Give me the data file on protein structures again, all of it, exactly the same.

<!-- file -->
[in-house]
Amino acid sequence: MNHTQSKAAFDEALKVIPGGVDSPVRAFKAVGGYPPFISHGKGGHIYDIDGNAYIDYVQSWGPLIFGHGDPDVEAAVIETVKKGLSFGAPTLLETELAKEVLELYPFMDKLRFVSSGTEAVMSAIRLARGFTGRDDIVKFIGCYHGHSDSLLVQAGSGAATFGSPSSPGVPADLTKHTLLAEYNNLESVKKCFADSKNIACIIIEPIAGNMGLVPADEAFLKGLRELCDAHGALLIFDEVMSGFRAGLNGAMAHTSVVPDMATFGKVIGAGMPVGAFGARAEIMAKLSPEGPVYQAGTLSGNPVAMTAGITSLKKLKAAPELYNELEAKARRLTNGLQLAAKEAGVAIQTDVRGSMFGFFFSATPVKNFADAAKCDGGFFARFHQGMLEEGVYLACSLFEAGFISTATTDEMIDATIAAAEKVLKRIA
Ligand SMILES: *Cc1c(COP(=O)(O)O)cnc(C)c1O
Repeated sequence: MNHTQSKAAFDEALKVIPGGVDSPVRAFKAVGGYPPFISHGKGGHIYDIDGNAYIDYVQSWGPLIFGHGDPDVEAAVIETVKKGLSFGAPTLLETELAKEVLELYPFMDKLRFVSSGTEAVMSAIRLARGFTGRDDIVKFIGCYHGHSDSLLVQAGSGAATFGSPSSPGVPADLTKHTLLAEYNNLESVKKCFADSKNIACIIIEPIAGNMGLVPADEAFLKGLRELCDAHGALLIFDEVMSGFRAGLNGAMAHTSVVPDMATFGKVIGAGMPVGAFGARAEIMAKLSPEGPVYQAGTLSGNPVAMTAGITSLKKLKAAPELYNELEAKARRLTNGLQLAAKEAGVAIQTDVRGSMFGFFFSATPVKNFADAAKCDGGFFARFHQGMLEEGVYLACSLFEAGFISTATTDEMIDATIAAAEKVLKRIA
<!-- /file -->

[in-house]
Amino acid sequence: MNHTQSKAAFDEALKVIPGGVDSPVRAFKAVGGYPPFISHGKGGHIYDIDGNAYIDYVQSWGPLIFGHGDPDVEAAVIETVKKGLSFGAPTLLETELAKEVLELYPFMDKLRFVSSGTEAVMSAIRLARGFTGRDDIVKFIGCYHGHSDSLLVQAGSGAATFGSPSSPGVPADLTKHTLLAEYNNLESVKKCFADSKNIACIIIEPIAGNMGLVPADEAFLKGLRELCDAHGALLIFDEVMSGFRAGLNGAMAHTSVVPDMATFGKVIGAGMPVGAFGARAEIMAKLSPEGPVYQAGTLSGNPVAMTAGITSLKKLKAAPELYNELEAKARRLTNGLQLAAKEAGVAIQTDVRGSMFGFFFSATPVKNFADAAKCDGGFFARFHQGMLEEGVYLACSLFEAGFISTATTDEMIDATIAAAEKVLKRIA
Ligand SMILES: *Cc1c(COP(=O)(O)O)cnc(C)c1O
Repeated sequence: MNHTQSKAAFDEALKVIPGGVDSPVRAFKAVGGYPPFISHGKGGHIYDIDGNAYIDYVQSWGPLIFGHGDPDVEAAVIETVKKGLSFGAPTLLETELAKEVLELYPFMDKLRFVSSGTEAVMSAIRLARGFTGRDDIVKFIGCYHGHSDSLLVQAGSGAATFGSPSSPGVPADLTKHTLLAEYNNLESVKKCFADSKNIACIIIEPIAGNMGLVPADEAFLKGLRELCDAHGALLIFDEVMSGFRAGLNGAMAHTSVVPDMATFGKVIGAGMPVGAFGARAEIMAKLSPEGPVYQAGTLSGNPVAMTAGITSLKKLKAAPELYNELEAKARRLTNGLQLAAKEAGVAIQTDVRGSMFGFFFSATPVKNFADAAKCDGGFFARFHQGMLEEGVYLACSLFEAGFISTATTDEMIDATIAAAEKVLKRIA